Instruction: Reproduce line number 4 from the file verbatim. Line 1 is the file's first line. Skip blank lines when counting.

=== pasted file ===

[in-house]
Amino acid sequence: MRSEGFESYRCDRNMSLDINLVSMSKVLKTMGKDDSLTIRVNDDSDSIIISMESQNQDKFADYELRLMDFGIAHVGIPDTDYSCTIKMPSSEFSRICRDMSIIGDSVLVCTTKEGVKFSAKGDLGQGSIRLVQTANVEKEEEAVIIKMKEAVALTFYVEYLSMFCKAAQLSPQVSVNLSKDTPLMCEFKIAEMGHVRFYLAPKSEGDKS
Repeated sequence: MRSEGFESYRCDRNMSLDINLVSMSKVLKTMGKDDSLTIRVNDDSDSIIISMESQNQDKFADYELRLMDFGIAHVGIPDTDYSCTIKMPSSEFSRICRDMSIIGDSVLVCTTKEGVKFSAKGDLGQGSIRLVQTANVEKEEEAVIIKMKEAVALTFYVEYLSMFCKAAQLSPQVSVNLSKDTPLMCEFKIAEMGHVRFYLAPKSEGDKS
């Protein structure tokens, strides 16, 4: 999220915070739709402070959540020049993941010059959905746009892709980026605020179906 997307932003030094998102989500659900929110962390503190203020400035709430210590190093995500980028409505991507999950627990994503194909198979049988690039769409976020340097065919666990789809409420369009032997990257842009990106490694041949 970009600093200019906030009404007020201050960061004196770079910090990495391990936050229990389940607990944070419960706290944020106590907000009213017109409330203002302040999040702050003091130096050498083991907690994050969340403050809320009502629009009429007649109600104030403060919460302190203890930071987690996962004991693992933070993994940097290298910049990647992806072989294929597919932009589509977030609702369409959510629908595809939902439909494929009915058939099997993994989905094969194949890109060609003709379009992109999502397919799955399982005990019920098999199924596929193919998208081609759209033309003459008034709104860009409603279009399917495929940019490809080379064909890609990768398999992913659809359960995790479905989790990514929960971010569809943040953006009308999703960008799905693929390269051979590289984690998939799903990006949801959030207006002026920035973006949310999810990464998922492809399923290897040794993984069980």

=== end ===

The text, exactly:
């Protein structure tokens, strides 16, 4: 999220915070739709402070959540020049993941010059959905746009892709980026605020179906 997307932003030094998102989500659900929110962390503190203020400035709430210590190093995500980028409505991507999950627990994503194909198979049988690039769409976020340097065919666990789809409420369009032997990257842009990106490694041949 970009600093200019906030009404007020201050960061004196770079910090990495391990936050229990389940607990944070419960706290944020106590907000009213017109409330203002302040999040702050003091130096050498083991907690994050969340403050809320009502629009009429007649109600104030403060919460302190203890930071987690996962004991693992933070993994940097290298910049990647992806072989294929597919932009589509977030609702369409959510629908595809939902439909494929009915058939099997993994989905094969194949890109060609003709379009992109999502397919799955399982005990019920098999199924596929193919998208081609759209033309003459008034709104860009409603279009399917495929940019490809080379064909890609990768398999992913659809359960995790479905989790990514929960971010569809943040953006009308999703960008799905693929390269051979590289984690998939799903990006949801959030207006002026920035973006949310999810990464998922492809399923290897040794993984069980």